During the last ten years, Indonesian archaeologists have reported finds of "gaming pieces", fragments of gaming boards, and specimens of other gaming implements from a dozen of shipwreck sites, mostly in the Java Sea, as well as from a number of early urban centres in Java, Sumatra, and Sulawesi. These finds (dated to the 10th to 16th centuries CE), most of them published only in Indonesian-language journals, have never been studied in the proper context of gaming, and there was no effort to contextualise the archaeological artefacts with what we know about board games from the Old Javanese (9-15th centuries CE) literary and epigraphical corpus, and from classical Malay (13-17th centuries CE) textual records. In my contribution I discuss some of these finds in detail, and offer a preliminary overview of how the maritime "Silk Road" helped to promote and disseminate Indian and Chinese gaming cultures in pre-modern maritime Southeast Asia.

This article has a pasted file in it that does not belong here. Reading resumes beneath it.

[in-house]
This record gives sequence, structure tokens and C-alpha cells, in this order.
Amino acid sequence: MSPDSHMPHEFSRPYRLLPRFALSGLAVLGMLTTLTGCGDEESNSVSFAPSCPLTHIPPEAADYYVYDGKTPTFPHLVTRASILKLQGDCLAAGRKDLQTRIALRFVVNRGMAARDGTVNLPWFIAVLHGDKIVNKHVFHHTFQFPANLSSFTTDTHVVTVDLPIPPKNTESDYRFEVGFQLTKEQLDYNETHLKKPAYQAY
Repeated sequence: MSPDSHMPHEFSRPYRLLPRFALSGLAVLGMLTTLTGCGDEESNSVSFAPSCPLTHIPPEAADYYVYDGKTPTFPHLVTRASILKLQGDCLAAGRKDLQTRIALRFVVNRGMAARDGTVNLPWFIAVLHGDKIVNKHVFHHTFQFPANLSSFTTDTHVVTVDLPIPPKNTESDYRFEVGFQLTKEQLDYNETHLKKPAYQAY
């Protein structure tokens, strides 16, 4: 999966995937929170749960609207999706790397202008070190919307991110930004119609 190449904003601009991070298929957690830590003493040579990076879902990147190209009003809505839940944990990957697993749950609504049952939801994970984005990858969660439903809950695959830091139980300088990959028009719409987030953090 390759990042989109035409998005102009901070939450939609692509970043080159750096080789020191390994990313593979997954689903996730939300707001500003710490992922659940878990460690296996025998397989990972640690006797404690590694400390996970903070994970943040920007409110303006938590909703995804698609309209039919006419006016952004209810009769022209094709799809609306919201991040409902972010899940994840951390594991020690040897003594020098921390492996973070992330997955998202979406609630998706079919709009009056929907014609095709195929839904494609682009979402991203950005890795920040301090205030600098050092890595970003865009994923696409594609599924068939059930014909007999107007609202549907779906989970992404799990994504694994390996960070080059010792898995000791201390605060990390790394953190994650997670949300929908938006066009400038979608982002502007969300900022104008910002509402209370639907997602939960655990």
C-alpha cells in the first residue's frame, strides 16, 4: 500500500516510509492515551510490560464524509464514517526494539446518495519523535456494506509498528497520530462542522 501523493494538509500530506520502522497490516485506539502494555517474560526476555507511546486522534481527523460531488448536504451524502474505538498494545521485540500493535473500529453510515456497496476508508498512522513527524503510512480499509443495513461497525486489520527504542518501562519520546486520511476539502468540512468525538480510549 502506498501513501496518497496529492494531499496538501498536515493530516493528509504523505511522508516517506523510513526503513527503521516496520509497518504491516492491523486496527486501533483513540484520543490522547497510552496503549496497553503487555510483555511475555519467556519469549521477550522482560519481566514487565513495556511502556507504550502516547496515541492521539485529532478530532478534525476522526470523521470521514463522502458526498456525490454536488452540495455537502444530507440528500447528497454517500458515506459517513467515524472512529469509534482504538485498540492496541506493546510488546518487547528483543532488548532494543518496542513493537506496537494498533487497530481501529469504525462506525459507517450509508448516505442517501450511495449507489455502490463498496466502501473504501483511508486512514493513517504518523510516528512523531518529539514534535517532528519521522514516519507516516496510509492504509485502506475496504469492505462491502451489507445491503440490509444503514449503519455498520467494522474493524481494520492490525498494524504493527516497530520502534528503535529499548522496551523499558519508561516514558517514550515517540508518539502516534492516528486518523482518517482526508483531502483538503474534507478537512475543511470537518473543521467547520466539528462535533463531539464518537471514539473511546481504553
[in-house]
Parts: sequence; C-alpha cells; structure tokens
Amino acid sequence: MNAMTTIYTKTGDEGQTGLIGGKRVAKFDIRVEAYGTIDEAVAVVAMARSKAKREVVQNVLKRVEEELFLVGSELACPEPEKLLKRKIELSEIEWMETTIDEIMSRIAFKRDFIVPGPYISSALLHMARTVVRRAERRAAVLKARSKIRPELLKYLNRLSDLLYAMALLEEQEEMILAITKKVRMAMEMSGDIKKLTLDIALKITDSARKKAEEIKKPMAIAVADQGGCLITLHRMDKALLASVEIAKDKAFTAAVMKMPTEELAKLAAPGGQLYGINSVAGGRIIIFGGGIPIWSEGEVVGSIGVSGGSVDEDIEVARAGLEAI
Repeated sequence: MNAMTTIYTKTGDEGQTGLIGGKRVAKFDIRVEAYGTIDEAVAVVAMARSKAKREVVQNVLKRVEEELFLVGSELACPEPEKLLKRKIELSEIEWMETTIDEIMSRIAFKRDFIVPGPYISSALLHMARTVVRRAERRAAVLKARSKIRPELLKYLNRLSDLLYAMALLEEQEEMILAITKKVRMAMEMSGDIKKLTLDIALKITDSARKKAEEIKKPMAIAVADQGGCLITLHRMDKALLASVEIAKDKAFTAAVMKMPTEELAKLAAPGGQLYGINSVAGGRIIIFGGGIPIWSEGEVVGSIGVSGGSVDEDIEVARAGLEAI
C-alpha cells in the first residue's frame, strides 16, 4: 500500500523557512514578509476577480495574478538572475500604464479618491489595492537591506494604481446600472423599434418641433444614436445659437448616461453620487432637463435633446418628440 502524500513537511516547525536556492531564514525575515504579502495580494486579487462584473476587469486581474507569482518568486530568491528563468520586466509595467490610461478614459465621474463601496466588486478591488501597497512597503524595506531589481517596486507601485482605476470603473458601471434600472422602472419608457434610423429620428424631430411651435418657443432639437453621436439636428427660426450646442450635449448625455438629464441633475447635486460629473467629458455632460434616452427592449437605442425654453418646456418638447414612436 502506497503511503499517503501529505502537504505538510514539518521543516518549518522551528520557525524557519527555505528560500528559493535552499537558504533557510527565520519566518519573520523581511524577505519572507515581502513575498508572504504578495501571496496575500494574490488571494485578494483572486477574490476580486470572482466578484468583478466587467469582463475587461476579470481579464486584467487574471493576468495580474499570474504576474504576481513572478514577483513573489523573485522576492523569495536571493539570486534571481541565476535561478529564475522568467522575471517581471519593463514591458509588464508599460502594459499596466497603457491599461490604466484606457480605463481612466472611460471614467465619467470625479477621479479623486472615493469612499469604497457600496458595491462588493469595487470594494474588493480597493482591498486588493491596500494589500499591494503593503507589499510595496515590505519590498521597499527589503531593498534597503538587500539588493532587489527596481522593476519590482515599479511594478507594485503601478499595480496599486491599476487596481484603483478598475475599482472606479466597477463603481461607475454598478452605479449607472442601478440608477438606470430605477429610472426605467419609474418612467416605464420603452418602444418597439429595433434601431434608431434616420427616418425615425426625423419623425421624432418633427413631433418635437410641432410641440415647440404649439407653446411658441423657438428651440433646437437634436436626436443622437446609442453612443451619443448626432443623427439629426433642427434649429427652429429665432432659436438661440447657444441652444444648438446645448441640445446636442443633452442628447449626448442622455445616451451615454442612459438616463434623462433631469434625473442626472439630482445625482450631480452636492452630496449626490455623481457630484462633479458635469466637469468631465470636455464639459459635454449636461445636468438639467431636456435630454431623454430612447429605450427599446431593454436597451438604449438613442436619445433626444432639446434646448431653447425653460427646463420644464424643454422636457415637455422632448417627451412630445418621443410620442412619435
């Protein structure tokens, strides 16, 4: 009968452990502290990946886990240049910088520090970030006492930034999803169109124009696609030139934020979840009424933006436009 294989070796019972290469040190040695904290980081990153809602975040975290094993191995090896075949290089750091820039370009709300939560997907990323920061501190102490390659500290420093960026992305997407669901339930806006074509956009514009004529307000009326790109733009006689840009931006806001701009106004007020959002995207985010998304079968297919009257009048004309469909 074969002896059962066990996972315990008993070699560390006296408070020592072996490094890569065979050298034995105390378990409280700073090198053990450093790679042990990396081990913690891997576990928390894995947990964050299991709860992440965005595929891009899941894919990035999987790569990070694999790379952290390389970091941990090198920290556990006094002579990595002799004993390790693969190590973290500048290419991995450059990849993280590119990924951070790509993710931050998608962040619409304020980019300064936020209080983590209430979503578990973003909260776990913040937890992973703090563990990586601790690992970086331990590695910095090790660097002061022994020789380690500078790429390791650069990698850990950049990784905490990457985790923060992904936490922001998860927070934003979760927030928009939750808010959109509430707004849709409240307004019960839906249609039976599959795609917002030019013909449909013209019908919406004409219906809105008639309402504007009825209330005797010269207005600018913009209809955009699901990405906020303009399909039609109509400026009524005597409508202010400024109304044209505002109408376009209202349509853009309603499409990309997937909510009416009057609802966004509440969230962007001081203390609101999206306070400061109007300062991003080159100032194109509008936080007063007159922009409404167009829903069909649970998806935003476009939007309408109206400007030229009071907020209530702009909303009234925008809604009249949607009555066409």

Bio
Jiri studied Old Javanese at the Leiden University (MA), and holds a PhD from the University of Queensland, Brisbane, for his work on the history of warfare in Java before 1500 CE. Currently, Jiri is a Gonda fellow at the International Institute of Asian Studies (IIAS) in Leiden. Jiri is interested in the social history of Indonesia, and in Old Javanese and Sanskrit medical literature.

Phanjika Revisited: Notes On the Early History of Pachisi

Wed 17 May, 14:30 - 15:00 (KUA3, Room 4A.0.69)

Jacob Schmidt-Madsen
PhD Fellow, University of Copenhagen, Denmark